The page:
Temperament is reflected in individual differences in self-regulation and reactivity in domains such as affect, attention, and activity. Furthermore, temperament is considered to be biologically based (i.e. constitutional) and influenced over time by experience (e.g., interactions with the family and broader environment), development, and heredity (Rothbart & Bates, 2006). Whereas self-regulation reflects processes, such as effortful control that modulate reactivity, reactivity encompasses responses to change in an individuals’ environment, including emotionally driven responses, such as fearfulness, anger, and positive affect (Rothbart & Derryberry, 1981). Although the term temperament is frequently invoked, temperament is a broad, over arching term that encompasses many specific temperament attributes. Rothbart and her colleagues have identified three higher-order temperament factors: positive emotionality, negative emotionality/affect, and effortful control (Ahadi & Rothbart, 1994; Gartstein & Rothbart, 2003). As alluded to above, effortful control, the ability to inhibit more automatic, dominant responses and activate an alternative, sub-dominant response, detect errors, and plan, constitutes the regulatory aspect of temperament (Rothbart & Bates, 2006; Rothbart & Sheese, 2007). Specific aspects of effortful control, which are believed to be mediated by the executive attention network (Rothbart, Posner, & Kieras, 2006), includes attentional control, attention shifting, and inhibitory control, among others (Rothbart, 2007; Simonds, Kieras, Rueda, & Rothbart, 2007; Wiersema & Roeyers, 2009). Although involved in emotion regulation, effortful control is also involved in other regulatory functions, such as the regulation of non-emotion laden behaviors. Positive emotionality is reflected by sub-scales of high intensity pleasure, smiling and laughter, and sociability and negative emotionality/negative affect is characterized by domains such as fear, anger, and sadness (Gartstein & Rothbart, 2003; Putnam, Rothbart, & Gartstein, 2008).
Infants begin displaying individual differences in temperament in the first weeks of life and dimensions of temperament can be reliably measured using laboratory tasks and parent-report measures by 3 to 4 months of age. Temperament also lends itself to a life-span perspective in so much as aspects of temperament that emerge in infancy (e.g., fearfulness) and early toddlerhood (e.g., effortful control) can be measured in older children, adolescents, and adults. In a related vein, although earlier conceptualizations of temperament emphasized stability across time (e.g., Mufson, Fendrich, Warner, 1990), there is increasing recognition that there is considerable change, growth, and/or development over time in broad and specific temperament constructs, and particularly early in life (i.e. infancy and early childhood). Furthermore, the application of advanced statistical modeling techniques, such as latent growth modeling, has increasingly revealed factors that account for individual differences over time in various temperament dimensions (e.g., Sallquist, Eisenberg, Spinrad, Reiser, Hofer, Zhou, et al., 2009). Likewise, research also demonstrates that individual differences in change over time in temperament constructs influence subsequent parenting practices that children may experience (e.g., Bridgett et al., 2009).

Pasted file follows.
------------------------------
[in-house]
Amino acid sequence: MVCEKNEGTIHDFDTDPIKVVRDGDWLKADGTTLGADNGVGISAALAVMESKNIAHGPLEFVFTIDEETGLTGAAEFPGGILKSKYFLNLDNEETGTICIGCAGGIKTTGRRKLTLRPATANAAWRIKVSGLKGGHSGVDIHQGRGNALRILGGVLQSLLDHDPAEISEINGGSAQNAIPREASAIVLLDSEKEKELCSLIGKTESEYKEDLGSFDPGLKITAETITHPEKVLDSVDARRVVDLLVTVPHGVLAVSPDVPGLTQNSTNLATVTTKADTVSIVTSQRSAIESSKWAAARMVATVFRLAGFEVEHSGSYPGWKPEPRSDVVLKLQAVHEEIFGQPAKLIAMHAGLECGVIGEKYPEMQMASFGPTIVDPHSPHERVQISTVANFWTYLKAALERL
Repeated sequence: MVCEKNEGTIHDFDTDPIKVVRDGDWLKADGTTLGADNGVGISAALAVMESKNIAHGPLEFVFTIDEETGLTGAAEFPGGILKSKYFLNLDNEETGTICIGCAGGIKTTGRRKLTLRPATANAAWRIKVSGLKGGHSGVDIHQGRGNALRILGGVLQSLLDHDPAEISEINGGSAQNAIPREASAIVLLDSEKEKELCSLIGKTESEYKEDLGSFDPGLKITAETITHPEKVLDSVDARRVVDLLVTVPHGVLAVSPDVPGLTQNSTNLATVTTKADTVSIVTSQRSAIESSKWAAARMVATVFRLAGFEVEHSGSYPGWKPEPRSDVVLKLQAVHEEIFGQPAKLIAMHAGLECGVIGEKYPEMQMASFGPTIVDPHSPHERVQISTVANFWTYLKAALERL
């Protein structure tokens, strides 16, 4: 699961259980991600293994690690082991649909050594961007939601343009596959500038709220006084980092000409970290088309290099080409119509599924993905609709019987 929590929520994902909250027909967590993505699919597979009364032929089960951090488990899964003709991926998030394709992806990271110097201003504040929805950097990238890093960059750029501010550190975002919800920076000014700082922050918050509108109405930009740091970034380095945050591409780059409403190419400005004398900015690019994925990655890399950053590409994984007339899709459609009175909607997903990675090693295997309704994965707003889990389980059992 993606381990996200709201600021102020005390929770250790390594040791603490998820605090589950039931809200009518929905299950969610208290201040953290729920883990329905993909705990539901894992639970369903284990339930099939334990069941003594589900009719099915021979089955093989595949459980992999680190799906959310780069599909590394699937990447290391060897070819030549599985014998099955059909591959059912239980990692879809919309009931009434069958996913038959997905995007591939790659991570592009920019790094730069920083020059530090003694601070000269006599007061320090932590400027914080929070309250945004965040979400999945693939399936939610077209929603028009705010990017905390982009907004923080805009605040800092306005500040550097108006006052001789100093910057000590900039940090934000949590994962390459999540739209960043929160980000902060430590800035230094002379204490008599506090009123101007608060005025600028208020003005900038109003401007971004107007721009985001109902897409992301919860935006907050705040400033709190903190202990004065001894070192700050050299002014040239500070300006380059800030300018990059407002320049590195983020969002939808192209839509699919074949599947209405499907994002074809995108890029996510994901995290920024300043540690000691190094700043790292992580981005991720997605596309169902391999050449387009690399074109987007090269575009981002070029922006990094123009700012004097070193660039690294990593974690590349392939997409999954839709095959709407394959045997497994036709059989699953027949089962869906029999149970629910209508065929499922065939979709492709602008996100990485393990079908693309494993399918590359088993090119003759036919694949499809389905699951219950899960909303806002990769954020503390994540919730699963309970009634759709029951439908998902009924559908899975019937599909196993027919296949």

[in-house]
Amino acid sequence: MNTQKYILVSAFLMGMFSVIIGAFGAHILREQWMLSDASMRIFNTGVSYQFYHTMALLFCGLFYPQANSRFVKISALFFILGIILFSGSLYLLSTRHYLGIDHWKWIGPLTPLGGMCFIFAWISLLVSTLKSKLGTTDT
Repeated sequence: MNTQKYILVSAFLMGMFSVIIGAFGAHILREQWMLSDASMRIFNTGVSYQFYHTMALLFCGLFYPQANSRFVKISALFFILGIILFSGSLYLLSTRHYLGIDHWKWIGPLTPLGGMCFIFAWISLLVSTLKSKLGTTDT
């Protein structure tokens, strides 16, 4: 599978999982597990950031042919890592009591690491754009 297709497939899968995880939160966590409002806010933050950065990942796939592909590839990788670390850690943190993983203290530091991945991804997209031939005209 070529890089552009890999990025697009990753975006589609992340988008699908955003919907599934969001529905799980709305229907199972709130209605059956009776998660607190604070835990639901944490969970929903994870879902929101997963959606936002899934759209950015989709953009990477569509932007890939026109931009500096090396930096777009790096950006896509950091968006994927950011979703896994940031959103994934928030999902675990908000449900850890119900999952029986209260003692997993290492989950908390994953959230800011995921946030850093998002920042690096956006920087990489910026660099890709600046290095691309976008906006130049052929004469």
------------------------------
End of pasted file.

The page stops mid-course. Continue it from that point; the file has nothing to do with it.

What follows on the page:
In recent years, there has been an increasing focus on understanding the role of various aspects of temperament in models of psychopathology (see Special Section Bijttebier & Roeyers, 2009) and increasing interest in temperament within a developmental psychopathology framework. For example, research has implicated high negative affect and poor effortful regulation in the emergence of both internalizing and externalizing type difficulties (e.g., Auerbach et al., 2008; Clark & Watson, 1991; Verstraeten, Vasey, Raes, & Bijttebier, 2009). Given these and similar findings, it is important to consider factors that influence how temperament develops across time, cross time influences and interactions between different aspects of temperament, and how aspects of temperament may influence and shape the environment, such as the parenting that is experienced by children. Research efforts within the Emotion Regulation & Temperament Lab are directed towards answering these as well as closely related questions.
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